Exercise should be as routine as brushing your teeth, and for some, it is. But what happens when your schedule is disrupted?
We talked to three people who recently rearranged their lives, and with it, their workout schedule. Find out what worked for them, what didn't, and their advice to avoid abandoning an exercising routine altogether during a major life transition.
Andrew Miller, 22, Papillion, civil engineer at Thiele Geotech, Inc., graduated December 2011
His old routine: Between classes, homework and spending time with friends, Miller made time to work out three to four times a week, lifting weights, at the University of Nebraska-Lincoln recreation center, a facility open to students for free. “I'd been there for four years. I knew all the machines. I had a routine.”
What he tried first: After graduation, Miller returned to Papillion, his hometown, where he worked out in the basement of his parents' house. It's equipped with free weights and a couple of cardio machines. “I tried getting back into it at home, but that was just not working out for me. I can't get in the right mind-set.”
His challenge: Because he didn't land a job right away, Miller didn't have disposable income or know if the job he landed would be nearby. He needed to find a gym that didn't require a contract and fit his budget. “I didn't want to lose anything that I had already gained working out my last semester in Lincoln."
The new routine: Miller lifts weights, then hops on a stationary bike four to five days a week at 24 Hour Fitness in Papillion, which is affordable and doesn't require a contract. He plays sand volleyball with friends once a week, too, and sometimes golfs on the weekend. Because his work schedule is pre-determined, he knows exactly when he has time to exercise. “I go to work, I go home and eat, and then I go workout.”
His advice: “Call all the gyms that you would consider, do a price analysis and decide what you can afford and if you want to sign a contract. Then try it out for a week or so if they give out free trials to see if you like the atmosphere, the people, the equipment.”
Jenn Brown, 22, Omaha, Marketing and PR specialist at Women's Center for Advancement, moved from Ames, Iowa, in February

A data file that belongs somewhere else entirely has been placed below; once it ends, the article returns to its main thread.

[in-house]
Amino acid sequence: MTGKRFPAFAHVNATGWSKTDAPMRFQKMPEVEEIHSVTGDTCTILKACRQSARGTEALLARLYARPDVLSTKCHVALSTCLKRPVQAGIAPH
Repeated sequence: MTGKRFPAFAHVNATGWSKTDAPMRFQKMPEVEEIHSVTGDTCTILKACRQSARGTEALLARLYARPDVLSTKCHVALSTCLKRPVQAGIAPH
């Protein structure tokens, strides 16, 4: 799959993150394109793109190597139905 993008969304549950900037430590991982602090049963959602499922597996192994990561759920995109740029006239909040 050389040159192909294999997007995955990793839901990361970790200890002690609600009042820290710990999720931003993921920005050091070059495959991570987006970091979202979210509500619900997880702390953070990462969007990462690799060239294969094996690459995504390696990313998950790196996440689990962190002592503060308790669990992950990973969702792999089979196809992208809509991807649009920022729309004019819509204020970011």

Her old routine: “I walked my dog a lot. I had a gym back home. I was always active.”
What she tried first: Brown turned to her apartment complex's gym. “I'd go down there, but it wasn't motivating to me. There was never anyone there.”
Her challenge: Brown needed to find a workout in her new city that didn't bore her. She wanted to be around other people and spend more time outside than before, so joining a gym wouldn't cut it. “I've been there, done that. I wanted to try something new.”
Her new routine: Brown bought a bike and rides for an hour every day after work on the trails around town. She said she loves being outdoors and seeing other riders. “That's been the answer for me. Working out is something I can look forward to doing again.”
Her advice: Some people might try to kickstart every part of their new life at once, but Brown said that's too much, too soon. “Give it time. At first you need to get your feet on the ground. When you're in a position to make a decision, evaluate what kind of time you have, what kind of money you have and your needs.”
Autumn Burns, 26, Papillion, social media specialist at Behaven Kids, mom to Reece, 6, and Myles, 1
Her old routine: Burns commuted from Papillion to Lincoln to earn her masters in child youth and family studies at the University of Nebraska-Lincoln. Because she worked part-time, too, it left little time for exercise, but she fit it in when she could. “I didn't really have time to go to the gym per se. I would try to do something to include the kids. We'd go on walks or during the summer, we'd go to the pool. I had to carve out that time.”
What she tried first: After her divorce in December 2011, Burns took a two-month break from exercise. “I was overwhelmed. My job and raising two kids by myself took up that time. I didn't do anything until I decided I needed to make it a priority. Either you get depressed and do nothing or you throw yourself into something. I threw myself into work and my kids.”
Her challenge: Burns needed to make time for herself without feeling guilty. “I think the biggest thing is you have to get over the mom guilt. You don't see your kids all day. But I'd rather sacrifice a couple hours a week than become obese and die earlier from issues that go with it.”
Her new routine: Burns committed to going to the YMCA in Papillion, which provides free childcare while parents exercise, at least four times a week. “What I've found has worked well for me is the classes. There's all different shapes and sizes of people and different abilities. Zumba is so much fun. I've never liked to work out but this I really look forward to doing.”
Her advice: Know what motivates you. She taped magazine pictures of out-of-shape celebrities on her fridge to remind her what she doesn't want for herself. She focuses on small changes, too, so she doesn't feel overwhelmed. “It's really hard to start no matter what, but what I keep telling people is commit to one day. If you continue to make that one day, you'll feel good about yourself. People set too high expectations.”
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